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Farini, Federico (2008)
Publisher: Faculty of Social Work, University of Ljubljana
Languages: English
Types: Article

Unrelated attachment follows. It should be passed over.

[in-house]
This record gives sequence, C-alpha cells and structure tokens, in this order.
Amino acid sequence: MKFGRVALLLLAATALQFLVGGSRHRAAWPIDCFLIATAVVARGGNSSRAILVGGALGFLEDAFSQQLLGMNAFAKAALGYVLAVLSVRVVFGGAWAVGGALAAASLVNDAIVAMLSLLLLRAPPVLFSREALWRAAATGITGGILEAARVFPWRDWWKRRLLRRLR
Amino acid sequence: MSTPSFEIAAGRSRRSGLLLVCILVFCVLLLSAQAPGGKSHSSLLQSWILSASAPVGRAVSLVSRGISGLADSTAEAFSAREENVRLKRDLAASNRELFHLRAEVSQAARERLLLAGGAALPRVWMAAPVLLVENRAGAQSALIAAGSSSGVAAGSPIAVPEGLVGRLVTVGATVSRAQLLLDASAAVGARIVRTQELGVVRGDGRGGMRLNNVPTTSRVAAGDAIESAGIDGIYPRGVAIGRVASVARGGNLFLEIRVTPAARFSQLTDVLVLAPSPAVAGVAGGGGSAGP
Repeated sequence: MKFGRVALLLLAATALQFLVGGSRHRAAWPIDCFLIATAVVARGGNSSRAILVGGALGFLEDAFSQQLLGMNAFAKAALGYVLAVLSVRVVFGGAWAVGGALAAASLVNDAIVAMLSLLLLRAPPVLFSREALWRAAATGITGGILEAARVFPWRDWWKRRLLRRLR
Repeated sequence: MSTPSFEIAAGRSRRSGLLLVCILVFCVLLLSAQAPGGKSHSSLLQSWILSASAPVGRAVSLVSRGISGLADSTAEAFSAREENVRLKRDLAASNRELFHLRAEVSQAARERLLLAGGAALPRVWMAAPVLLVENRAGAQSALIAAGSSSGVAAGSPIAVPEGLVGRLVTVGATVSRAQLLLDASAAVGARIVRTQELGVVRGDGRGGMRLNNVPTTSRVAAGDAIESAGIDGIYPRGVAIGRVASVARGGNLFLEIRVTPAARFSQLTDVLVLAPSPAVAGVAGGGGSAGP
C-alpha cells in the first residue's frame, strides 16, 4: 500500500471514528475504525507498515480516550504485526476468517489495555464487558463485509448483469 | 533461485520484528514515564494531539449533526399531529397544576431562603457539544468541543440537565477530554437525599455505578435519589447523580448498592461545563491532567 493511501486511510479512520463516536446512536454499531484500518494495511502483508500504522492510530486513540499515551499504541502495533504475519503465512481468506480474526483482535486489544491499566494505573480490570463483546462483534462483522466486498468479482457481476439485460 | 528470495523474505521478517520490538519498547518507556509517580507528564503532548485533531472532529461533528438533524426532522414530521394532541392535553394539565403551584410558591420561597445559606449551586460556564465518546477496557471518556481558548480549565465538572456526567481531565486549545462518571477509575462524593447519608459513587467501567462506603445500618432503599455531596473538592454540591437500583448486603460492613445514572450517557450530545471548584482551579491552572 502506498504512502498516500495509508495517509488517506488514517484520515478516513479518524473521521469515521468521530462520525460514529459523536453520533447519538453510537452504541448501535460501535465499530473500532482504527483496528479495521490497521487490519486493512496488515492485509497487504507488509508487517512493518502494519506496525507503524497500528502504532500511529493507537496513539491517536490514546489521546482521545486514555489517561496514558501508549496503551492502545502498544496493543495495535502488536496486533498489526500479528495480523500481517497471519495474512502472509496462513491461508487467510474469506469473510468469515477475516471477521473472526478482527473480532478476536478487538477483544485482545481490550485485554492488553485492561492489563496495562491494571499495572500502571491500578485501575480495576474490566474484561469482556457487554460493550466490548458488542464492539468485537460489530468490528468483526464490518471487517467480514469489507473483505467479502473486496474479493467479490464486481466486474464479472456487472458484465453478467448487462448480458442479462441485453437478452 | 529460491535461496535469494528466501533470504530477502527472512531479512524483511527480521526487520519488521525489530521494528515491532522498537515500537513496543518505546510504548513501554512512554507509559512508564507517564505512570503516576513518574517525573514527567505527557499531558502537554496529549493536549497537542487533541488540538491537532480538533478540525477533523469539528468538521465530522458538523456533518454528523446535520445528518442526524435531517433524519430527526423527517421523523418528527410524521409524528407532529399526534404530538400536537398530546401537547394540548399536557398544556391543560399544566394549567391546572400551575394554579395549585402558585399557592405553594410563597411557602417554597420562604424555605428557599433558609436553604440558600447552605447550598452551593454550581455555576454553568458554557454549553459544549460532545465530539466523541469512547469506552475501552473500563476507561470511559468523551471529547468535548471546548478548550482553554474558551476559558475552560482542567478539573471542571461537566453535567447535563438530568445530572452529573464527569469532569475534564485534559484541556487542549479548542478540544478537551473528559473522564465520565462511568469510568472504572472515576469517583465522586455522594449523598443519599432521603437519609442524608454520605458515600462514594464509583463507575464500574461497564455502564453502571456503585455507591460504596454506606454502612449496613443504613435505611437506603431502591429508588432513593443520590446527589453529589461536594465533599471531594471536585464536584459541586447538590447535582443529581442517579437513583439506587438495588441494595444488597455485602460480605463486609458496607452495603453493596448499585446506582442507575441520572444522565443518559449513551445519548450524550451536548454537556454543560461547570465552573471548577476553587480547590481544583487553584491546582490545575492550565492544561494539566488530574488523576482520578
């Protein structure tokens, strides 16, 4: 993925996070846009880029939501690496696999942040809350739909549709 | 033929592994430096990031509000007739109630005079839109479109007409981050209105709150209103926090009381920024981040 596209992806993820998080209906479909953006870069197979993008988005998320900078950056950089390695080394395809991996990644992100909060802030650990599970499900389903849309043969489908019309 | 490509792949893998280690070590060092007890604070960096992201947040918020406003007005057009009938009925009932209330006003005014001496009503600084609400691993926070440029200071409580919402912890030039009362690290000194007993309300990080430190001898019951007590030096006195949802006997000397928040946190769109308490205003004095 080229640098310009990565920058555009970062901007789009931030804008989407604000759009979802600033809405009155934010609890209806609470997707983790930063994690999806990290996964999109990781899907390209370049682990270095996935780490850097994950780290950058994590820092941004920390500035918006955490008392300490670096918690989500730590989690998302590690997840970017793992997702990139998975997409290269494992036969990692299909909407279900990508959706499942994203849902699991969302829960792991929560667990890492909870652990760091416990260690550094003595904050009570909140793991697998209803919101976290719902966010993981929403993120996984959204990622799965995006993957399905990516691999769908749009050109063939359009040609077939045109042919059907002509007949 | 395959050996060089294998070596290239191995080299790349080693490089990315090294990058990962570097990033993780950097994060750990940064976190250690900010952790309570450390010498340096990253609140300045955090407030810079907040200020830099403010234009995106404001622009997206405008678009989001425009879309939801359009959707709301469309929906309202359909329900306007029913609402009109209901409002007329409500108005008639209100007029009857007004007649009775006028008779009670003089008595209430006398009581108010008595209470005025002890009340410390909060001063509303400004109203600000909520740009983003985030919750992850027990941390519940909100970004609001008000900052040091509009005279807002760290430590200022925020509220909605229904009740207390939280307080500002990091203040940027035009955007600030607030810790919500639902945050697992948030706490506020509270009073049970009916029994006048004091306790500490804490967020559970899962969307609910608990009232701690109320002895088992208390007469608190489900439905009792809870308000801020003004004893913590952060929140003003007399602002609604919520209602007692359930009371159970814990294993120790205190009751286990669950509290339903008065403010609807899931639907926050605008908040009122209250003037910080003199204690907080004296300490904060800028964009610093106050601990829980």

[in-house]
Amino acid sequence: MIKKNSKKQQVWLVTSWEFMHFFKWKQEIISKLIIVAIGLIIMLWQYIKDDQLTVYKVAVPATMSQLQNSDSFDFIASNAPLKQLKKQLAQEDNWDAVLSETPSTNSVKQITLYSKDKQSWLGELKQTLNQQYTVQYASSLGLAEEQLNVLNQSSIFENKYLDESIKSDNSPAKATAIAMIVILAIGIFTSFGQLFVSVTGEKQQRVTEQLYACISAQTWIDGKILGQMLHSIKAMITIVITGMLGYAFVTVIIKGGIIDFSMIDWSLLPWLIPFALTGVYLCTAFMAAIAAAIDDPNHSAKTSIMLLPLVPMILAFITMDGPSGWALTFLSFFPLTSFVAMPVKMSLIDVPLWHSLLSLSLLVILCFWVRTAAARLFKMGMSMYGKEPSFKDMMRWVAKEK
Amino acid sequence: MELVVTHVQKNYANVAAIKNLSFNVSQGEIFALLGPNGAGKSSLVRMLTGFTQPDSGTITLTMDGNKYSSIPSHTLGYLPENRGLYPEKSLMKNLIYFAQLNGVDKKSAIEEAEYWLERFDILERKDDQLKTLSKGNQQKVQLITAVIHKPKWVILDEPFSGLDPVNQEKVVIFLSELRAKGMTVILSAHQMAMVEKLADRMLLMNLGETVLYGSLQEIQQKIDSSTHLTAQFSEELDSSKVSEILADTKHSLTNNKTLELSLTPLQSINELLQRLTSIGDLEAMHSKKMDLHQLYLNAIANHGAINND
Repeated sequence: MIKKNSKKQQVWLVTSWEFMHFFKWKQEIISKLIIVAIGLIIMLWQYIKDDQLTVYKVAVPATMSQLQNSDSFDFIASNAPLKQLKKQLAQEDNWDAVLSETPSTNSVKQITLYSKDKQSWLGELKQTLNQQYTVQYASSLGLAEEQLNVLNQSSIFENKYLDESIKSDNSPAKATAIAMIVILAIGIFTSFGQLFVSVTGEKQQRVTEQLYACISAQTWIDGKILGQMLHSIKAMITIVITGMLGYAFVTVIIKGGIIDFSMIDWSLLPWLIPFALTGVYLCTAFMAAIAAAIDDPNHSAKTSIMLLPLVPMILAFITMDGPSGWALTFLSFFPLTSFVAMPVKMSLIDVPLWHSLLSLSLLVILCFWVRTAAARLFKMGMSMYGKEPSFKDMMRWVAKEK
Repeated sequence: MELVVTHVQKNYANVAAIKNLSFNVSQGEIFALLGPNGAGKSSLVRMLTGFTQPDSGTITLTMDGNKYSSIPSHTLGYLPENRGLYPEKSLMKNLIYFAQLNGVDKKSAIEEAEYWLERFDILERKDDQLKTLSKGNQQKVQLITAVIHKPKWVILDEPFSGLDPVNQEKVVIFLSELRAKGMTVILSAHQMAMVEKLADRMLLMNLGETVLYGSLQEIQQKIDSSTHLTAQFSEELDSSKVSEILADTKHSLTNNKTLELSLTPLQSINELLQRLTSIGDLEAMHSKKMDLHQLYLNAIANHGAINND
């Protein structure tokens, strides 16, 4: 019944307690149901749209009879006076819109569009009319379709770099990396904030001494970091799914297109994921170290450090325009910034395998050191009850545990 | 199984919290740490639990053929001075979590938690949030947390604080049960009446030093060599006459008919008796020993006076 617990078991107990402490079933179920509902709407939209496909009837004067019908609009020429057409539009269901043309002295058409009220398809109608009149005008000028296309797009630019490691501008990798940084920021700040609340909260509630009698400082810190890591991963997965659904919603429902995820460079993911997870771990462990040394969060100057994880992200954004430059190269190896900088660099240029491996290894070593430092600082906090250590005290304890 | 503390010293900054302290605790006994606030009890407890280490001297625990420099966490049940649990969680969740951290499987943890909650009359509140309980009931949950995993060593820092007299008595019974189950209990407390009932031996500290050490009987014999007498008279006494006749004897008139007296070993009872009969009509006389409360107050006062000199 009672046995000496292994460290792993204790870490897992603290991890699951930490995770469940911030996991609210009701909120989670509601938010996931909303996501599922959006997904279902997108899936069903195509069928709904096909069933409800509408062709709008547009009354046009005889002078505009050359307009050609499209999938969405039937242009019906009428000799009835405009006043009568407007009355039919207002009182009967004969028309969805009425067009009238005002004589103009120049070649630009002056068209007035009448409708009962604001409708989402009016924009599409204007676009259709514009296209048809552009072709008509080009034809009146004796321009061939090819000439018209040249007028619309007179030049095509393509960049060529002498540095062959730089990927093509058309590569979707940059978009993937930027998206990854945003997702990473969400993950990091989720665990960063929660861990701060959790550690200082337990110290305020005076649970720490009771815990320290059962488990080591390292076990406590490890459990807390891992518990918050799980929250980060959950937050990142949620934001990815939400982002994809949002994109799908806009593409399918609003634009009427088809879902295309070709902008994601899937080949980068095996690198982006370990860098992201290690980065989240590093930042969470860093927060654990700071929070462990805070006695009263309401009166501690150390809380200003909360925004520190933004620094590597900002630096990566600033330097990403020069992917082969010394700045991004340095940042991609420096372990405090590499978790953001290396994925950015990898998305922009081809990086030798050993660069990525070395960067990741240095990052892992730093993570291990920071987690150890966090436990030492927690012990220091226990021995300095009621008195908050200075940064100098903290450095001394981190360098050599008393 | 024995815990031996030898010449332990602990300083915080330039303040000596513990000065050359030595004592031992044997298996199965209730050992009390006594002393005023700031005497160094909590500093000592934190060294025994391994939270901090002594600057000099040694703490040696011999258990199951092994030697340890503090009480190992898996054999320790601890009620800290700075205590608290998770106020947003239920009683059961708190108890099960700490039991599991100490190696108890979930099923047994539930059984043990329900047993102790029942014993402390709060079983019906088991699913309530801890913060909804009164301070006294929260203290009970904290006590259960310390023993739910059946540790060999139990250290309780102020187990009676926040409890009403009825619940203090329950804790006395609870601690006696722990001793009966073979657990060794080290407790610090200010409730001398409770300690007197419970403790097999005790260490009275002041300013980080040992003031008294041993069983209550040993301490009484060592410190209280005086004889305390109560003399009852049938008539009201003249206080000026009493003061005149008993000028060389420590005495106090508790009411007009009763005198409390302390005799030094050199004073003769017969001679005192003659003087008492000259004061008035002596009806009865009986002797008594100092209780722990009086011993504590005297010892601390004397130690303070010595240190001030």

In the years 2004-2006 the Education Office and the Social Polices and Integration Office at the City Council of Modena designed three projects addressed to sustain social participation of Children of International Migrants (CIM) empowering their active citizenship. The premise of these interventions was that social integration depends on social participation. Social participation describes social actions that are both autonomous and visible in society.\ud This projects looked at citizenship not as a sort of cognitive status to be reached but as the outcome of the experience of everyday participation to social processes. The activities proposed to CIM wanted to stimulate a reflection about everyday experience of participation to host social processes, with the help of adult social operators.\ud Our research highlights that once they materialised in concrete interactions all of these three projects produced paradoxical results: it was possible to observe that social operators systematically violated CIM spaces of communication, that is to say CIM opportunities to experience, in the context of the social interventions, an active and autonomous social participation. Social operators interfered with CIM autonomous participation to interactions as soon as it brought about meanings inconsistent with the ideological and theoretical premises of the interventions; this brought CIM to mistrust their opportunity of an autonomous social participation.\ud A social intervention aiming to offer an opportunity to experience social participation needs a communication form specialised in promoting self-expression of communicators, a communication form that creates mutual trust, that is able explore common ground and continuity of views between interlocutors. We offer a sketch of a communication form that promises to be much more effective than education in sustaining social integration of young migrants by mean of the promotion of their autonomous participation. This communication form is called “dialogue”.\ud The limits of educational communication suggest that for social workers that operates among adolescents and young adults, dialogue is an opportunity to experiment, to make their work more effective and the projects in which they are involved more efficient.
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